The Experiential Orchestra has been granted exclusive permission by Schirmer and Novello and Company to be the first to record Dame Ethel Smyth's career-culminating masterpiece, "The Prison."
Soloists will be Sarah Brailey and Grammy-Award winning Bass-baritone Dashon Burton; the Chorus will be drawn from the Grammy-nominated Clarion Choir under the direction of Steven Fox.
EXO's Smyth Recording Project will create a world-class recording of this 75-minute symphony, using newly-created professional parts engraved by Matthew Browne and edited by James Blachly.
Blachly will be giving the US Co-premiere with the Johnstown Symphony Orchestra April 7; the Cecilia Chorus of New York will perform the piece on May 11. EXO will be the first orchestra to create a commercial recording.
For more information about how to support the project, please click here, or contact us at firstname.lastname@example.org.
About Dame Ethel Smyth
British composer Dame Ethel Smyth was famous for breaking gender barriers through her music and her effective activism in the suffrage movement, for which she went to jail in 1910. Until 2016, she was the only woman in history to have had an opera performed at the Met.
Determined to become a composer despite discrimination based on her gender, she defied her father, studying music in Leipzig. In short order, she met and became close with Dvorak, Grieg, Clara Schumann and Johannes Brahms, among others; Tchaikovsky once wrote: "Miss Smyth is one of the comparatively few women composers who may be seriously reckoned among the workers in this sphere of music."
Critics of her music could often only hear her music in terms of her gender (one review said of her opera The Wreckers that it was "pretty good-for a woman." Others saw her as one of the great English composers, and treated her music as such. But even favorable reviews tended to make some derogatory comment about either her gender (finding the music "too feminine") or her femininity (finding the music "too masculine").
In 1934, on a festival of her music organized on her 75th birthday, Sir Thomas Beecham conducted a gala concert in the presence of the Queen. By that time, however, her deafness had advanced to such a degree that she could not hear the rapturous applause.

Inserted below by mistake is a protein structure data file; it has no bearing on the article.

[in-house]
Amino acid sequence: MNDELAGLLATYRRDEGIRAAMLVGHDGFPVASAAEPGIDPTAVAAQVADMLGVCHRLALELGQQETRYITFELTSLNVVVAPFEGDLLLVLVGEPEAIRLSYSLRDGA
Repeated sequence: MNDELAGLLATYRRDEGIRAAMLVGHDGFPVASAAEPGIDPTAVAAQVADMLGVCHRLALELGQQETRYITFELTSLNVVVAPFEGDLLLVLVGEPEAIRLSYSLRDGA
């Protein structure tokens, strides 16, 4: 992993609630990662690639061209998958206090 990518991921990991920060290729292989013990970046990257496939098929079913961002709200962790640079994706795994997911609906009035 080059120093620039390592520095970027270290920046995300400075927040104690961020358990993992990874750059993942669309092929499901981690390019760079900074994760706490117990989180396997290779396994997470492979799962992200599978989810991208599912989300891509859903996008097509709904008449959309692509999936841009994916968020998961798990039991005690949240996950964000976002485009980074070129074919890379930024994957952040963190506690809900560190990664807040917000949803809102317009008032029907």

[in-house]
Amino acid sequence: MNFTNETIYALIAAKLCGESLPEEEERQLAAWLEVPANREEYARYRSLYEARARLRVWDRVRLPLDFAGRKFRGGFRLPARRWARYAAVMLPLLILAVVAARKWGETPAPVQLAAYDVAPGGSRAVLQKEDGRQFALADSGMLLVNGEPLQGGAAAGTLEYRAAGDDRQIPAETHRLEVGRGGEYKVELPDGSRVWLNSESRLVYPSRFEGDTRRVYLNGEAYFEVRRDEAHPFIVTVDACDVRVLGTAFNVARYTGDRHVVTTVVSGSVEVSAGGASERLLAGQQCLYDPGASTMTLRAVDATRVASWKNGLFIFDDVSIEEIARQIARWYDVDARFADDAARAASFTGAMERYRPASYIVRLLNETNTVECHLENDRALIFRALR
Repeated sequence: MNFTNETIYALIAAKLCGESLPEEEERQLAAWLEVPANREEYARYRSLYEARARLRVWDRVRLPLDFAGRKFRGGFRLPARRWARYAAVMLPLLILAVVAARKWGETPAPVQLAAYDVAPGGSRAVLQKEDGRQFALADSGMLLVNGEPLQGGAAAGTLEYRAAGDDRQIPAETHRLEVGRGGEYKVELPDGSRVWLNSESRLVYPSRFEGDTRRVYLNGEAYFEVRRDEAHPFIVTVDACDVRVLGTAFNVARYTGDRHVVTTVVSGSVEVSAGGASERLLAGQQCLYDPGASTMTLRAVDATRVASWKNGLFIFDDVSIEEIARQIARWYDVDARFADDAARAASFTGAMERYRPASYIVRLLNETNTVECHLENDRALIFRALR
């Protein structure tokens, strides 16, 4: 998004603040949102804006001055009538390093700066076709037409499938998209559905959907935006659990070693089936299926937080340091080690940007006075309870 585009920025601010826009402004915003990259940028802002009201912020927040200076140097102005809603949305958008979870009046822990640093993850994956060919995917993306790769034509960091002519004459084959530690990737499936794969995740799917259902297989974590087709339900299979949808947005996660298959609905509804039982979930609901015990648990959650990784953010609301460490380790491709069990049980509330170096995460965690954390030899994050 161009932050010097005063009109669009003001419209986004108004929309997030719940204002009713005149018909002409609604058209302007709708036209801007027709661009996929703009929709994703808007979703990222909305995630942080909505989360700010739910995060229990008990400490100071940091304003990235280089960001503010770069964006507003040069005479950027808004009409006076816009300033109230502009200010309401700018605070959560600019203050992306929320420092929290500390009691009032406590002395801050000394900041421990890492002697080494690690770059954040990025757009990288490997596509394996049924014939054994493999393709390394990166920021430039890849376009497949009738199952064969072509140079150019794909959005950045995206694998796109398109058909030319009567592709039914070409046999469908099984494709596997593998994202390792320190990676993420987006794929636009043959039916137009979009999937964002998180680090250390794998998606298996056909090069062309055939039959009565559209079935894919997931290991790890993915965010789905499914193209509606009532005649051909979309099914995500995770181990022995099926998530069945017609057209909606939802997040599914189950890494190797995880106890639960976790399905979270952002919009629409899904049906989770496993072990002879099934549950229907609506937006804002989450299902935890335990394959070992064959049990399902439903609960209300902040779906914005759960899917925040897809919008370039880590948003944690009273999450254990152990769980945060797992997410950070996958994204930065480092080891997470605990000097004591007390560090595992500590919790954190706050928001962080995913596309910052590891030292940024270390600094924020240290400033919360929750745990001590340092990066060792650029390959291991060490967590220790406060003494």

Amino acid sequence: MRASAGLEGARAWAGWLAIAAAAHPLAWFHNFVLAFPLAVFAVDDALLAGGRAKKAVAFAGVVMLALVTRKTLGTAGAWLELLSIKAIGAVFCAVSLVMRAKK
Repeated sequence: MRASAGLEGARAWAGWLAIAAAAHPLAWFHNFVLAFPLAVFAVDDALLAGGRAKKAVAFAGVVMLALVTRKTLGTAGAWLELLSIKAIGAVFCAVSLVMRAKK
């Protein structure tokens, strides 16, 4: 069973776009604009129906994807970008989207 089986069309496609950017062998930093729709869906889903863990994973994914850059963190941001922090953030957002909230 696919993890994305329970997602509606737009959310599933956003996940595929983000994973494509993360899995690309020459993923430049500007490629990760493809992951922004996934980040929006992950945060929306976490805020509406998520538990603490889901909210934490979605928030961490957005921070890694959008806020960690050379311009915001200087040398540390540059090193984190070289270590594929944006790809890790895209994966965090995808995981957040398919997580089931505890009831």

ABOUT THE PRISON
Composed in 1930, The Prison is Smyth's last large-scale work, scored for two soloists (portraying The Prisoner and his Soul), chorus, and orchestra. Sometimes called an oratorio or a cantata, it is similar in scale and scope to the vocal symphonies of Mahler.
Due to her advancing deafness, shortly after composing this piece, she ceased to compose at all. It is her culminating work in several regards, both in content, textual significance, and musical language; the libretto is by Henry Bennet Brewster, who was her lover and one of her closest and life-long friends, with whom she exchanged more than 1,000 letters between 1884 and his tragic death in 1908. After he died, she wrote "I felt then like a rudderless ship aimlessly drifting hither and thither." Shortly before the premiere of The Prison, she personally undertook to have the full text published as a book.
The depth of her intention may be understood from the quote she chose to place on the title page from Plotinus: "I am striving to release that which is divine within us, and to merge it in the universally divine."
To date, there are no commercial recordings of the work, and it has been performed very rarely since the premiere in 1931, conducted by Smyth herself. Indeed, there are no records of any performances with orchestra in the US. With this recording of top-level musicians and with the best production team available, we aim to bring this extraordinary music to the attention of music lovers around the world, and, in time, to inspire other orchestras to perform this masterpiece. For that reason, we have created preparing performance-ready computerized parts and providing them to the publisher for their use going forward.
As EXO Music Director James Blachly says, "we believe that the world is finally ready for her music."